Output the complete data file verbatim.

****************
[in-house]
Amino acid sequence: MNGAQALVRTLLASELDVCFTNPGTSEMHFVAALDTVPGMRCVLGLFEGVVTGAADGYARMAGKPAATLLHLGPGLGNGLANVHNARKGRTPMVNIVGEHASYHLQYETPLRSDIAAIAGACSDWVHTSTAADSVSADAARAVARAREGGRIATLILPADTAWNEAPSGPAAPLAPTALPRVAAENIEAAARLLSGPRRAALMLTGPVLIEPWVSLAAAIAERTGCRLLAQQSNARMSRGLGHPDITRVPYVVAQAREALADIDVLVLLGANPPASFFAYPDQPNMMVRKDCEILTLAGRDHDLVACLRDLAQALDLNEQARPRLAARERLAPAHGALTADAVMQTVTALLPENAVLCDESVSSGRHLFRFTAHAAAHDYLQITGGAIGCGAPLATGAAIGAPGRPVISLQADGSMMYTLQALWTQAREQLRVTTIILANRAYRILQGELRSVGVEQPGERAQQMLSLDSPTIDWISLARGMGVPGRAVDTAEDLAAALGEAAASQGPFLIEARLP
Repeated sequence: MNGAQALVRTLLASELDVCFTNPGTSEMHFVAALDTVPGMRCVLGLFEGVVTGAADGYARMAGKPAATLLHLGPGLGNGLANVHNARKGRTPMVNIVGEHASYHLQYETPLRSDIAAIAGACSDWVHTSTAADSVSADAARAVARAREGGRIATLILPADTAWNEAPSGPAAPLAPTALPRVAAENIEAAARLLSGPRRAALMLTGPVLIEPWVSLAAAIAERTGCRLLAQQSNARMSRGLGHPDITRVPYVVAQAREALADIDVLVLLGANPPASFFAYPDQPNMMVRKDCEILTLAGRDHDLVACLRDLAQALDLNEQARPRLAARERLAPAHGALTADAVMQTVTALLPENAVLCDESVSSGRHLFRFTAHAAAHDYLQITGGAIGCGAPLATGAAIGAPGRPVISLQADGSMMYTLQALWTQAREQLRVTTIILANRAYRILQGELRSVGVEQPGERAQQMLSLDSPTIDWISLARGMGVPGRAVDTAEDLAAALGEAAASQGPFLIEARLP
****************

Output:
[in-house]
Amino acid sequence: MNGAQALVRTLLASELDVCFTNPGTSEMHFVAALDTVPGMRCVLGLFEGVVTGAADGYARMAGKPAATLLHLGPGLGNGLANVHNARKGRTPMVNIVGEHASYHLQYETPLRSDIAAIAGACSDWVHTSTAADSVSADAARAVARAREGGRIATLILPADTAWNEAPSGPAAPLAPTALPRVAAENIEAAARLLSGPRRAALMLTGPVLIEPWVSLAAAIAERTGCRLLAQQSNARMSRGLGHPDITRVPYVVAQAREALADIDVLVLLGANPPASFFAYPDQPNMMVRKDCEILTLAGRDHDLVACLRDLAQALDLNEQARPRLAARERLAPAHGALTADAVMQTVTALLPENAVLCDESVSSGRHLFRFTAHAAAHDYLQITGGAIGCGAPLATGAAIGAPGRPVISLQADGSMMYTLQALWTQAREQLRVTTIILANRAYRILQGELRSVGVEQPGERAQQMLSLDSPTIDWISLARGMGVPGRAVDTAEDLAAALGEAAASQGPFLIEARLP
Repeated sequence: MNGAQALVRTLLASELDVCFTNPGTSEMHFVAALDTVPGMRCVLGLFEGVVTGAADGYARMAGKPAATLLHLGPGLGNGLANVHNARKGRTPMVNIVGEHASYHLQYETPLRSDIAAIAGACSDWVHTSTAADSVSADAARAVARAREGGRIATLILPADTAWNEAPSGPAAPLAPTALPRVAAENIEAAARLLSGPRRAALMLTGPVLIEPWVSLAAAIAERTGCRLLAQQSNARMSRGLGHPDITRVPYVVAQAREALADIDVLVLLGANPPASFFAYPDQPNMMVRKDCEILTLAGRDHDLVACLRDLAQALDLNEQARPRLAARERLAPAHGALTADAVMQTVTALLPENAVLCDESVSSGRHLFRFTAHAAAHDYLQITGGAIGCGAPLATGAAIGAPGRPVISLQADGSMMYTLQALWTQAREQLRVTTIILANRAYRILQGELRSVGVEQPGERAQQMLSLDSPTIDWISLARGMGVPGRAVDTAEDLAAALGEAAASQGPFLIEARLP